Cancer is the second leading cause of mortality in the world. Cancer nanotherapeutics are rapidly progressing and being implemented to overcome several limitations of conventional drug delivery system. Dr. Rajashekaraiah's current research work was carried out on nanoformulation of anticancer drug 6-thioguanine and evaluated for its cytotoxicity potential. Further, her future goal is to carry out more research on cancer nanomedicine to provide great insight into potential applications of nanoformulations to deliver potent cytotoxic agents to cancer cells which will be of great relevance to human health, especially in context of increase in incidences of cancer, which is one among the most difficult global healthcare problems. Secondly, she received this prestigious award for the part of her doctoral research work. Synthesized and characterized 6-thioguanine loaded chitosan nanoparticles and evaluated its in vitro cytotoxicity potential with or without curcumin. Cytotoxicity of 6-TG loaded CNPs was dose- dependent and combination of 6-TG loaded CNPs with curcumin showed synergistic cytotoxicity i.e. enhanced anticancer efficacy on PA-1 cell lines. Further, nanoformulations and its combinatin with curcumin induced apoptsis, cell cycle arrest and demethylating activity in PA-1 cells.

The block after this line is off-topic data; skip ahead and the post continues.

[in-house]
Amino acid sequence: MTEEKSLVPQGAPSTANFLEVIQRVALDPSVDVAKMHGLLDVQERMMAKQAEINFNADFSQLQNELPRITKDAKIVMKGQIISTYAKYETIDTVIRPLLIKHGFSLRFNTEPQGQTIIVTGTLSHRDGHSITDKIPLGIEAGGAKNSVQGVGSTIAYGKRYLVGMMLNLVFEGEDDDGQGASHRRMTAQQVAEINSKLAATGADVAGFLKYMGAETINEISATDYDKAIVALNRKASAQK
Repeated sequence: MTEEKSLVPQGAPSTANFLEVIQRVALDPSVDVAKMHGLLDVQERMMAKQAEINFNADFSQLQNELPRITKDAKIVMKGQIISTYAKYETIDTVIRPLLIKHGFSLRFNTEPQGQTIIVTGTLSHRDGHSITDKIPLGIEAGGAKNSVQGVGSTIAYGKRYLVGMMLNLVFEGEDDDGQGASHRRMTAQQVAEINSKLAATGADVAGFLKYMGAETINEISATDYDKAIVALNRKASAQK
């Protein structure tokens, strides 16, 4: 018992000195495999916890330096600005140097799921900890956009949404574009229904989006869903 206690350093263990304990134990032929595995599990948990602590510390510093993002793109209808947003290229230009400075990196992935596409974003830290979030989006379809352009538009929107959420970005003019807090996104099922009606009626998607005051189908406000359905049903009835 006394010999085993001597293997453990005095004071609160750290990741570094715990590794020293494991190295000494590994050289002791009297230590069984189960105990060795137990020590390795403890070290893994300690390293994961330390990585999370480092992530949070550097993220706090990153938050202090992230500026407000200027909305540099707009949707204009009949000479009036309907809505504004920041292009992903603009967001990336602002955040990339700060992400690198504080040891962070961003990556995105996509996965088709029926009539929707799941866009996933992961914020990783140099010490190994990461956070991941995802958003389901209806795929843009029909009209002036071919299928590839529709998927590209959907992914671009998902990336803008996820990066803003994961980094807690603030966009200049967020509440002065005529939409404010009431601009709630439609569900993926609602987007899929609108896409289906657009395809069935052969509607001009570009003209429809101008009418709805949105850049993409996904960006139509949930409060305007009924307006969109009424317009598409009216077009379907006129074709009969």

Toxikon, a Preclinical Toxicology Organization, & Dr. Dharm Singh Association of Scientists of Indian Origin Award Fund

Recipient: Nitin Verma

Award Year: 2019
Current Degrees: PhD
Institution/Affiliation: Baddi University of Emerging Sciences and Technology

It was really wonderful. Dr. Verma networked with various scientist in SOT 2019 at Baltimore MD working in same area and utilized their expertise to make his research impactfull. Dr. Verma is working in the area of Risk assessment and does assessment of Pharmaceuticals and active ingredients in thr environment and their impact on human health.